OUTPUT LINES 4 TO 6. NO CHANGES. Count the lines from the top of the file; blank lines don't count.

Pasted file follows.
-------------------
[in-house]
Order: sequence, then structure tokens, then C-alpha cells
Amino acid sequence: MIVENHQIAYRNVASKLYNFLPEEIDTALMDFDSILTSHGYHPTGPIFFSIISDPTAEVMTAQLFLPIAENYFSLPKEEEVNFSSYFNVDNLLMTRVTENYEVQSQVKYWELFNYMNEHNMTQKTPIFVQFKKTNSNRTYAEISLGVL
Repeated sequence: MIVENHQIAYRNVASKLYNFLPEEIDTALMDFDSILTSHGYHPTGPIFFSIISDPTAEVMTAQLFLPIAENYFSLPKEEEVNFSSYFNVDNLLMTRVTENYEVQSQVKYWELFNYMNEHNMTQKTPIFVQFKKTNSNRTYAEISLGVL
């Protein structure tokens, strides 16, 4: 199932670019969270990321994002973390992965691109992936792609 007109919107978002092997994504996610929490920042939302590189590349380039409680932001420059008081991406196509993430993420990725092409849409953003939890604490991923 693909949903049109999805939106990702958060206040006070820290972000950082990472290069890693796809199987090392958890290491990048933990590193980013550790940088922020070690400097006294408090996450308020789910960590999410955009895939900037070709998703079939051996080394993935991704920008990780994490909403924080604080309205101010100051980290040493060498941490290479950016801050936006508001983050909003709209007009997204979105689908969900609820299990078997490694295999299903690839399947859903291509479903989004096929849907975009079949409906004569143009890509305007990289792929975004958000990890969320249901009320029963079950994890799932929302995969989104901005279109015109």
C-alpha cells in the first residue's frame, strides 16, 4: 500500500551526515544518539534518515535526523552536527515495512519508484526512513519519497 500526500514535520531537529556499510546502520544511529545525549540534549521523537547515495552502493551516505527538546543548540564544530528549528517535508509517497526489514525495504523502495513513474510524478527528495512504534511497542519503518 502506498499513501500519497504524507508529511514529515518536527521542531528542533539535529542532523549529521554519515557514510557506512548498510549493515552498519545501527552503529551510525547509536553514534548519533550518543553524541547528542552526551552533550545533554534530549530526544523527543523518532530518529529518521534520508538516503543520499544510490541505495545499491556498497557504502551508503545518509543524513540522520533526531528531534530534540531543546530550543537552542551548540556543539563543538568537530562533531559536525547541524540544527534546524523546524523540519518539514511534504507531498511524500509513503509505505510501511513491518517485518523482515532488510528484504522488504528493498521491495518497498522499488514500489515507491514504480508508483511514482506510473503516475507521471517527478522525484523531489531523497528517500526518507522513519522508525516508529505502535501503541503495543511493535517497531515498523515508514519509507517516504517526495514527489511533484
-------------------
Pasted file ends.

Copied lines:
Repeated sequence: MIVENHQIAYRNVASKLYNFLPEEIDTALMDFDSILTSHGYHPTGPIFFSIISDPTAEVMTAQLFLPIAENYFSLPKEEEVNFSSYFNVDNLLMTRVTENYEVQSQVKYWELFNYMNEHNMTQKTPIFVQFKKTNSNRTYAEISLGVL
């Protein structure tokens, strides 16, 4: 199932670019969270990321994002973390992965691109992936792609 007109919107978002092997994504996610929490920042939302590189590349380039409680932001420059008081991406196509993430993420990725092409849409953003939890604490991923 693909949903049109999805939106990702958060206040006070820290972000950082990472290069890693796809199987090392958890290491990048933990590193980013550790940088922020070690400097006294408090996450308020789910960590999410955009895939900037070709998703079939051996080394993935991704920008990780994490909403924080604080309205101010100051980290040493060498941490290479950016801050936006508001983050909003709209007009997204979105689908969900609820299990078997490694295999299903690839399947859903291509479903989004096929849907975009079949409906004569143009890509305007990289792929975004958000990890969320249901009320029963079950994890799932929302995969989104901005279109015109």
C-alpha cells in the first residue's frame, strides 16, 4: 500500500551526515544518539534518515535526523552536527515495512519508484526512513519519497 500526500514535520531537529556499510546502520544511529545525549540534549521523537547515495552502493551516505527538546543548540564544530528549528517535508509517497526489514525495504523502495513513474510524478527528495512504534511497542519503518 502506498499513501500519497504524507508529511514529515518536527521542531528542533539535529542532523549529521554519515557514510557506512548498510549493515552498519545501527552503529551510525547509536553514534548519533550518543553524541547528542552526551552533550545533554534530549530526544523527543523518532530518529529518521534520508538516503543520499544510490541505495545499491556498497557504502551508503545518509543524513540522520533526531528531534530534540531543546530550543537552542551548540556543539563543538568537530562533531559536525547541524540544527534546524523546524523540519518539514511534504507531498511524500509513503509505505510501511513491518517485518523482515532488510528484504522488504528493498521491495518497498522499488514500489515507491514504480508508483511514482506510473503516475507521471517527478522525484523531489531523497528517500526518507522513519522508525516508529505502535501503541503495543511493535517497531515498523515508514519509507517516504517526495514527489511533484